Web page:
Thursday, October 15, 2015

The Nanowrimo Community

8:00 AM Posted by Tara No comments
I attended a midnight premiere of the final Harry Potter film a few years back, and as you might expect of a midnight premiere, it was packed with only the most devoted and zealous fans. From start to finish, the audience's reactions to the movie were raucously enthusiastic, as we cheered, jeered, laughed, and gasped in one voice... except during one particularly heart-wrenching scene, when the entire theater was silent but for sniffling. It was unlike any other movie-going experience I'd ever had, because I was sharing it with a roomful of people who loved Harry Potter just as fiercely as I did.

Nanowrimo is a lot like that. You aren't just writing a novel, you're sharing an experience with hundreds of thousands of others along for the same wild ride—people who are just as passionate about storytelling as you are. I've said it before, and I'll say it again: one of the greatest things about Nanowrimo is the community.

Today we're going to talk about how to get involved in that community, and how to make the most of its many benefits during Nanowrimo.


The mother ship: Nanowrimo.org

Nanowrimo.org is the heart of the Nanowrimo community... and what a heart it is!

First stop: the forums!

After the annual website launch at the beginning of October, the forums quickly become a bustling hub of ideas, conversation, and support. No matter what you need in the course of crafting your novel, you'll find it here. I highly suggest taking an hour or so to tour the forums, but here's a rundown of some of the best places to visit.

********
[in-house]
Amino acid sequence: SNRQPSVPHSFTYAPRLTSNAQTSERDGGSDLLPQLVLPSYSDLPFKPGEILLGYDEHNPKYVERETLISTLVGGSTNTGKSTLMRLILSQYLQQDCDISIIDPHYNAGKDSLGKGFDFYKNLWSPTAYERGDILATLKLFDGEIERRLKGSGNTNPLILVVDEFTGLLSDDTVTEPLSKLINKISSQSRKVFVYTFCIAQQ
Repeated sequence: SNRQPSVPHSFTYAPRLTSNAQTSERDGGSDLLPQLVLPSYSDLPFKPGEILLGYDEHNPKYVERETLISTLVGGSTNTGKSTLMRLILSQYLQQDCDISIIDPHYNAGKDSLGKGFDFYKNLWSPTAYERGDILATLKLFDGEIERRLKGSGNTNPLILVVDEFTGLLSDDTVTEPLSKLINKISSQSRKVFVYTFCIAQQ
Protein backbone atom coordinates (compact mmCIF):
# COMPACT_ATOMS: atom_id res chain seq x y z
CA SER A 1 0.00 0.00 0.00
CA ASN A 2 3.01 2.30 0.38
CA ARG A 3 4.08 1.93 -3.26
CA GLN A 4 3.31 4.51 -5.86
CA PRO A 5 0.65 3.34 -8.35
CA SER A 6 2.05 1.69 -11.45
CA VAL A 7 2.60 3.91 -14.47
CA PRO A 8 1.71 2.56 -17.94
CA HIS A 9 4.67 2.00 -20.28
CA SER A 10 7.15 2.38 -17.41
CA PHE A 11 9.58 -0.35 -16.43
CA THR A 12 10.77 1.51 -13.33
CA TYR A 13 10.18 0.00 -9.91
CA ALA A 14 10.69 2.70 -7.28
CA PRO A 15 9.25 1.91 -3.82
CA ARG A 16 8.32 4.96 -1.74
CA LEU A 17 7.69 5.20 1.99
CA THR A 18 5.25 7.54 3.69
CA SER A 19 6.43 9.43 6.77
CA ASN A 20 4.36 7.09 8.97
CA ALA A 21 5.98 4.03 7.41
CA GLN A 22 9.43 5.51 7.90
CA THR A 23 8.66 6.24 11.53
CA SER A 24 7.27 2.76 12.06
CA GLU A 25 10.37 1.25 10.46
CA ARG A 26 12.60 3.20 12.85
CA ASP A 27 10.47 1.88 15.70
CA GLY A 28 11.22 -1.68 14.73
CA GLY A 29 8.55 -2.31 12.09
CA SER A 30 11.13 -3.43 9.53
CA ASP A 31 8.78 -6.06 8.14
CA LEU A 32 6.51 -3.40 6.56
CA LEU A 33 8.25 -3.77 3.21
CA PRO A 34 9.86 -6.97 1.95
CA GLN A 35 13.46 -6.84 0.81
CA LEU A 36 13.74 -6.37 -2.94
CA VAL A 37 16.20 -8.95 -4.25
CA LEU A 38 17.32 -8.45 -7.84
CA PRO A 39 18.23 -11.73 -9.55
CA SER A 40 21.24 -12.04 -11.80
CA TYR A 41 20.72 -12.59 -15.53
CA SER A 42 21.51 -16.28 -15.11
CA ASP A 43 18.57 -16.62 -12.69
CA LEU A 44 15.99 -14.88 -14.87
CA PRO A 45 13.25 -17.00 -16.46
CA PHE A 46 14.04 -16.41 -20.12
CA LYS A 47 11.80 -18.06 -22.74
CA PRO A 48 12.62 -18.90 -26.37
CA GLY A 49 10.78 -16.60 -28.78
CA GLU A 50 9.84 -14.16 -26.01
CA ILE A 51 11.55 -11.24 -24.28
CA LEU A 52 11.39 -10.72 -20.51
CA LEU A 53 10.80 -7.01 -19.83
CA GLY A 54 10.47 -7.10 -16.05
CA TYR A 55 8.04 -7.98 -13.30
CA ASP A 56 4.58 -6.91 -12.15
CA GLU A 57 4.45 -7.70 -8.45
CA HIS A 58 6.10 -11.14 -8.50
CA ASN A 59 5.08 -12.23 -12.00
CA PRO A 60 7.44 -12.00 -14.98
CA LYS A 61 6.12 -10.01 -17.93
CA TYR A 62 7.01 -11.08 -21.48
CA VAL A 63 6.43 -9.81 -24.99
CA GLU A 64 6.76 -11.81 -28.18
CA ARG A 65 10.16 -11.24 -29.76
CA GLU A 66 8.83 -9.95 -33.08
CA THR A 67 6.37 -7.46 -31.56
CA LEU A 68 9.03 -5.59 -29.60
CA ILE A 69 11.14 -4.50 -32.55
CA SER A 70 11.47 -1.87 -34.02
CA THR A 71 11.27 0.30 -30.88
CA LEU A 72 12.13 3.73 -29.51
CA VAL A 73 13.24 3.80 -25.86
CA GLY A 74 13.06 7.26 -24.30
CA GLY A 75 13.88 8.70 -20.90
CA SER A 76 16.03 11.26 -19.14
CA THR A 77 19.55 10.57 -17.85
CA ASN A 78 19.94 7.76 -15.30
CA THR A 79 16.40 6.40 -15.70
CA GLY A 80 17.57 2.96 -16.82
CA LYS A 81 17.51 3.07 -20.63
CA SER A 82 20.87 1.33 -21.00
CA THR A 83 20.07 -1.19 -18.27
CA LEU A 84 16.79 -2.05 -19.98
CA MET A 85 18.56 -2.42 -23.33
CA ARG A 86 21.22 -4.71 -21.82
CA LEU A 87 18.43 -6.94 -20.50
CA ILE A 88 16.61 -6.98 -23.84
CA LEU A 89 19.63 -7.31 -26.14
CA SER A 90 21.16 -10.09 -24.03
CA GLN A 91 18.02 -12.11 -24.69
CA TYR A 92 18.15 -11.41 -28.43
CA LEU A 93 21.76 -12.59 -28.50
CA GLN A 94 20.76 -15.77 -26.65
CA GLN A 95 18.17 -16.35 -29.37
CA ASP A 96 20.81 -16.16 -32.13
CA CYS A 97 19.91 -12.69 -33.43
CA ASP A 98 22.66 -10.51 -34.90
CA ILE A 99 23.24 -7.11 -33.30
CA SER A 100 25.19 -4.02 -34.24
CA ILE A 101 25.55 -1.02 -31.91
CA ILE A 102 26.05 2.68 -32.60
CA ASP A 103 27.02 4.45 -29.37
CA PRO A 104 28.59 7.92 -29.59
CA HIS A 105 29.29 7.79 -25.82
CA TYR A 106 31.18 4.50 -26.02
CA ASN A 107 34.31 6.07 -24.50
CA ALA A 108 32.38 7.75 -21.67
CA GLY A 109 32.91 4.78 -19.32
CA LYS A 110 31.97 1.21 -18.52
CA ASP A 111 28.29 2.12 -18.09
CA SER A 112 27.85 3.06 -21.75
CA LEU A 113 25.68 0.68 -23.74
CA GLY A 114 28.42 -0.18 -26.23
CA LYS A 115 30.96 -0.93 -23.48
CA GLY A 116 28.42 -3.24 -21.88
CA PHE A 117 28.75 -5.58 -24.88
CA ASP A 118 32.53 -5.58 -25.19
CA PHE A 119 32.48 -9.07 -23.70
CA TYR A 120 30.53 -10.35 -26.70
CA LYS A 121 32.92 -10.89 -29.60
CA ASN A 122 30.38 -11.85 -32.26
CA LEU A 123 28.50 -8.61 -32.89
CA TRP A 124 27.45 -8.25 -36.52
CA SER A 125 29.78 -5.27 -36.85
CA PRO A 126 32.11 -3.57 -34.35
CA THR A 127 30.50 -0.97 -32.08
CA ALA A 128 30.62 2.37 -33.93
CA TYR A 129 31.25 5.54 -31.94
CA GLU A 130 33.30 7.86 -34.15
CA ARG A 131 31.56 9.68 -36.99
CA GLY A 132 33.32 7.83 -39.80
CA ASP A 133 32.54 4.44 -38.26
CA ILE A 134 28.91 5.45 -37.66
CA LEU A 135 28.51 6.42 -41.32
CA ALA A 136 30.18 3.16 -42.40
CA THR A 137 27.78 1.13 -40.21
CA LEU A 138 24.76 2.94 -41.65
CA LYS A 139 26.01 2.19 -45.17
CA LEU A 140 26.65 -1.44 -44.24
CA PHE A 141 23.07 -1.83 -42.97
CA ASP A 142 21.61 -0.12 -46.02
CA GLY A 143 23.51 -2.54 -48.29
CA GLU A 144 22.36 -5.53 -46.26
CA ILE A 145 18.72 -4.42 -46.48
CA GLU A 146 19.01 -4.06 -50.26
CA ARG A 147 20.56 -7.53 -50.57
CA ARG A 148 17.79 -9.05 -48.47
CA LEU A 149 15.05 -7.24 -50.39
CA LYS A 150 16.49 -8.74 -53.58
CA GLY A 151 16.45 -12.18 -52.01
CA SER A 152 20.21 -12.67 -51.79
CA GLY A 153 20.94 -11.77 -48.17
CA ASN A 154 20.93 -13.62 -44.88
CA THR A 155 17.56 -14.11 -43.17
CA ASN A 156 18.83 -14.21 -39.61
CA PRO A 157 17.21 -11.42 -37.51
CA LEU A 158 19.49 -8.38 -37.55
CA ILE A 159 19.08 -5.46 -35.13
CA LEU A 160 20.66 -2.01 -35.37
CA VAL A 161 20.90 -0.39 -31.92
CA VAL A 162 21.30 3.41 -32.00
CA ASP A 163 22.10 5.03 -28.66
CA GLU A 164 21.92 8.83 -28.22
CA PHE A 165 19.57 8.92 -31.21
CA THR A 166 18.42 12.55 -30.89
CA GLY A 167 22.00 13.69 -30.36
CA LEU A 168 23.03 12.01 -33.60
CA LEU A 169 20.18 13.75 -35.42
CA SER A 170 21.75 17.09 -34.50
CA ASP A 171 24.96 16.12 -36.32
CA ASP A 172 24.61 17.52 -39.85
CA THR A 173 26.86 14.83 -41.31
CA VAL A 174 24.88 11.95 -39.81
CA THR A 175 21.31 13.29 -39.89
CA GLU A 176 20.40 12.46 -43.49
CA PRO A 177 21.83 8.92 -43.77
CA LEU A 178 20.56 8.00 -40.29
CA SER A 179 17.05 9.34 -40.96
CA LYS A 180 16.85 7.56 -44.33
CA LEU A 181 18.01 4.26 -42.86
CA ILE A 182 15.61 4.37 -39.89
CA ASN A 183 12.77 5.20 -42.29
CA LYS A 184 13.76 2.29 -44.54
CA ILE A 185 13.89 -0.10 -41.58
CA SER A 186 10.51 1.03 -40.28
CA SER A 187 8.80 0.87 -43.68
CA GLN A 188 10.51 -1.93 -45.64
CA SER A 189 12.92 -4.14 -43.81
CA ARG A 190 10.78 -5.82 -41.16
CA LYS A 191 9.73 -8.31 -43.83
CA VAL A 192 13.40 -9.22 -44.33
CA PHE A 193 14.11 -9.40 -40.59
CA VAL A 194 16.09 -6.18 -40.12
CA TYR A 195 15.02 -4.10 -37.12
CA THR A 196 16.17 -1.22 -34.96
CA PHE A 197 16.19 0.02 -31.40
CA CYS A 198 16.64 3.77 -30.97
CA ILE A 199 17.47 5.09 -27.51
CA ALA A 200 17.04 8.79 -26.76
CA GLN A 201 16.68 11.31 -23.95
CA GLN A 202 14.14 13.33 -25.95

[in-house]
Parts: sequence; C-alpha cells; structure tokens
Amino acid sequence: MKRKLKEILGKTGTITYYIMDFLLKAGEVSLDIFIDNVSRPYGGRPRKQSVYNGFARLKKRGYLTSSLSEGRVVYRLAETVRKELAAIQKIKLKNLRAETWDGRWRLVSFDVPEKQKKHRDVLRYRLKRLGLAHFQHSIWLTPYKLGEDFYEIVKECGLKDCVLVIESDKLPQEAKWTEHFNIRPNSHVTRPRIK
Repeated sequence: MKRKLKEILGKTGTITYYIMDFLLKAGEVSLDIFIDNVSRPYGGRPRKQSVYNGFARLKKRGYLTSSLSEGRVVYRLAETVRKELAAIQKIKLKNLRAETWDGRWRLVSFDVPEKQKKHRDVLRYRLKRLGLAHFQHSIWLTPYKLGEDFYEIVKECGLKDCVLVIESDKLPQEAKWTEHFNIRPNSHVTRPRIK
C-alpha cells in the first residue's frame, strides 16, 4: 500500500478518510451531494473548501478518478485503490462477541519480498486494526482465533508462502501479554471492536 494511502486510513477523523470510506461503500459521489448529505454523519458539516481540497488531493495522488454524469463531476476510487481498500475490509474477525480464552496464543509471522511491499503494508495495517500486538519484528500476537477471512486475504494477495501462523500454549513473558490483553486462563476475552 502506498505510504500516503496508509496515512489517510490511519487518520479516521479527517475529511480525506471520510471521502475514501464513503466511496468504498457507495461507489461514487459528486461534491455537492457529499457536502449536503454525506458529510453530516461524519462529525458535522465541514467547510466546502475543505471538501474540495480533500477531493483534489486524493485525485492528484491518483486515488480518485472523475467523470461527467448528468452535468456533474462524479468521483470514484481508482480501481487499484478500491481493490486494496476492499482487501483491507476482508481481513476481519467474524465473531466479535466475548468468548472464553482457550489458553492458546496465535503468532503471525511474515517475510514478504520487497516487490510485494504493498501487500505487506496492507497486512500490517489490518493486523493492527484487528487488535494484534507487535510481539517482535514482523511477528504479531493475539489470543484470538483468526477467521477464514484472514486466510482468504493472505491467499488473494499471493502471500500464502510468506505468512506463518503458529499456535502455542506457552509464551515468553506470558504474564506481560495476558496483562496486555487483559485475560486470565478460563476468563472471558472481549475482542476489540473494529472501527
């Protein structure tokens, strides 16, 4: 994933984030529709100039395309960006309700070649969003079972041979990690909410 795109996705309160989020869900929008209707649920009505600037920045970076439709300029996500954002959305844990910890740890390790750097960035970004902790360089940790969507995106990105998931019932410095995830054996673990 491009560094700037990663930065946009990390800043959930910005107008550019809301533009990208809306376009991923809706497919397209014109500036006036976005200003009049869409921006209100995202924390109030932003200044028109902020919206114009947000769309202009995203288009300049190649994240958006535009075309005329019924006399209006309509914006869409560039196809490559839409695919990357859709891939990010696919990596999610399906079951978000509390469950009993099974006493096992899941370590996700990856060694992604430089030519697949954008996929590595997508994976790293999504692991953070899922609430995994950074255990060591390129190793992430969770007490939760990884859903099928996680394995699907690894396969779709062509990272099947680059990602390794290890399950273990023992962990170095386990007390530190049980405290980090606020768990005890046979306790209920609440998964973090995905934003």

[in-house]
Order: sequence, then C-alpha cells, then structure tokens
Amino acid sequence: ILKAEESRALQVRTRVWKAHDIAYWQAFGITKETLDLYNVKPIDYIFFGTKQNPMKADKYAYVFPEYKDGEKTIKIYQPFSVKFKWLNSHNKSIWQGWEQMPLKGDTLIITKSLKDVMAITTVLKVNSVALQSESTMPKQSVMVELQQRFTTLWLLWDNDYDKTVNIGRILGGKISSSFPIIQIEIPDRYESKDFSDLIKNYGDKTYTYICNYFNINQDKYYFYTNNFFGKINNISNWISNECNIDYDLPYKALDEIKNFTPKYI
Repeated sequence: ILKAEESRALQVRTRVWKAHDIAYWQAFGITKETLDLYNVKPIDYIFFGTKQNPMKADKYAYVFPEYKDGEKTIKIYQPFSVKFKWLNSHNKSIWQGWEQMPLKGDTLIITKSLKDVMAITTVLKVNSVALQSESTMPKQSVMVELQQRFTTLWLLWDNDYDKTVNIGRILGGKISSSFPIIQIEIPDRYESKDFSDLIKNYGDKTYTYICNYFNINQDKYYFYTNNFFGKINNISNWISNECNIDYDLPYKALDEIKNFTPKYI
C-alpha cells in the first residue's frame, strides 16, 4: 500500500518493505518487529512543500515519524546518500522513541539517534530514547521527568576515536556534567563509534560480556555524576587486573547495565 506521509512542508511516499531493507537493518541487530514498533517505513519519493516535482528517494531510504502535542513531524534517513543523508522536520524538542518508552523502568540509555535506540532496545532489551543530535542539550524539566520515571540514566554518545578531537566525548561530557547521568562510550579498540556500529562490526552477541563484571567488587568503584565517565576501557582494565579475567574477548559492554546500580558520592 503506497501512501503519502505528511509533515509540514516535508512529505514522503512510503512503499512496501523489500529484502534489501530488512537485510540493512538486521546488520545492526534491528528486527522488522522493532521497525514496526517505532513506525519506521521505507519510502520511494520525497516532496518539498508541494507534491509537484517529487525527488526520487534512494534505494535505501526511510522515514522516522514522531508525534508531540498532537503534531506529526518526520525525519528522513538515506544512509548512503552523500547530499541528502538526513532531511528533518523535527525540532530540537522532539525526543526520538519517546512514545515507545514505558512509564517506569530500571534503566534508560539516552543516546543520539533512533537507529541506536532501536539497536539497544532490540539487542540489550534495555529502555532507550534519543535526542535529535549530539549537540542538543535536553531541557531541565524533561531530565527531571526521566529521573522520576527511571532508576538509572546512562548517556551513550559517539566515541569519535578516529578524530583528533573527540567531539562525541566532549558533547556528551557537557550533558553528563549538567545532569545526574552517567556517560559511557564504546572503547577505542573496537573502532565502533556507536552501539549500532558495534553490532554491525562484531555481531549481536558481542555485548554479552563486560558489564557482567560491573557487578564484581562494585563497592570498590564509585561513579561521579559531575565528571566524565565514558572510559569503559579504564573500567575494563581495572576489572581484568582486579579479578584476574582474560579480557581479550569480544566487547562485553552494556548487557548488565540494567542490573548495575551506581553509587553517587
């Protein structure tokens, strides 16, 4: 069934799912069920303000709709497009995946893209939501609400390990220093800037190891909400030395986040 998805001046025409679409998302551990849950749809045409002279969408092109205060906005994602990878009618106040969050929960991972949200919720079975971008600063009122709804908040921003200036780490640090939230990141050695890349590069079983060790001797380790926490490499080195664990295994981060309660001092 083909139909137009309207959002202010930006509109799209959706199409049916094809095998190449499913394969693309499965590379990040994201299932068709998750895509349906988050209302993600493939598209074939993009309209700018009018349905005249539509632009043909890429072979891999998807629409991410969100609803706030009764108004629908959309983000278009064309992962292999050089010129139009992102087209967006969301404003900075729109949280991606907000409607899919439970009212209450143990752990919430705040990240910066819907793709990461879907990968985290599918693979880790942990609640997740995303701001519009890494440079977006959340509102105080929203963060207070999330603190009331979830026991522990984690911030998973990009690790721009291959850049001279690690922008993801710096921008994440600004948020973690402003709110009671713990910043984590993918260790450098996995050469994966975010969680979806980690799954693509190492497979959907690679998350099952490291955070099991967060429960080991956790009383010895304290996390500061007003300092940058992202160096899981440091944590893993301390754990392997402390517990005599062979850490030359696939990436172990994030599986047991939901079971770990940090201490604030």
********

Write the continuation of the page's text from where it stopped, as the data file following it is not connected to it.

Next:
Taking it offline

Way down at the bottom of the main forums page, you'll find your regional forums (if not, you'll need to join a region). Most regions are based around cities, but smaller states, provinces, and even countries will encompass a single region all on their own. Joining a region allows you to chat with local Wrimos, and meet them at write-ins or other offline gatherings coordinated by the region's Municipal Liaison. Every Wrimo should experience a write-in at least once; it's one thing to be part of a massive online writing group, but as I discovered at my Harry Potter midnight premiere, the energy and excitement of a roomful of people who share your passion is unmatched.


Writing buddies: we're here for you

As you engage in conversation on the forums, you may make a few new friends—this tends to happen when a bunch of great people gather in one place. You may find a Wrimo whose novel intrigues you, or who is an expert on a subject relevant to yours, or who's struggling with their word count and needs some encouragement. Add them to your writing buddy list to keep in touch with them and to watch their progress throughout November. Once Nanowrimo is over, you might even swap novels with some of your writing buddies—it's nice to share feedback with someone who understands the madness of writing a novel in a month, and won't be horrified by the inevitable mess of your first draft.


Wisdom from those in the know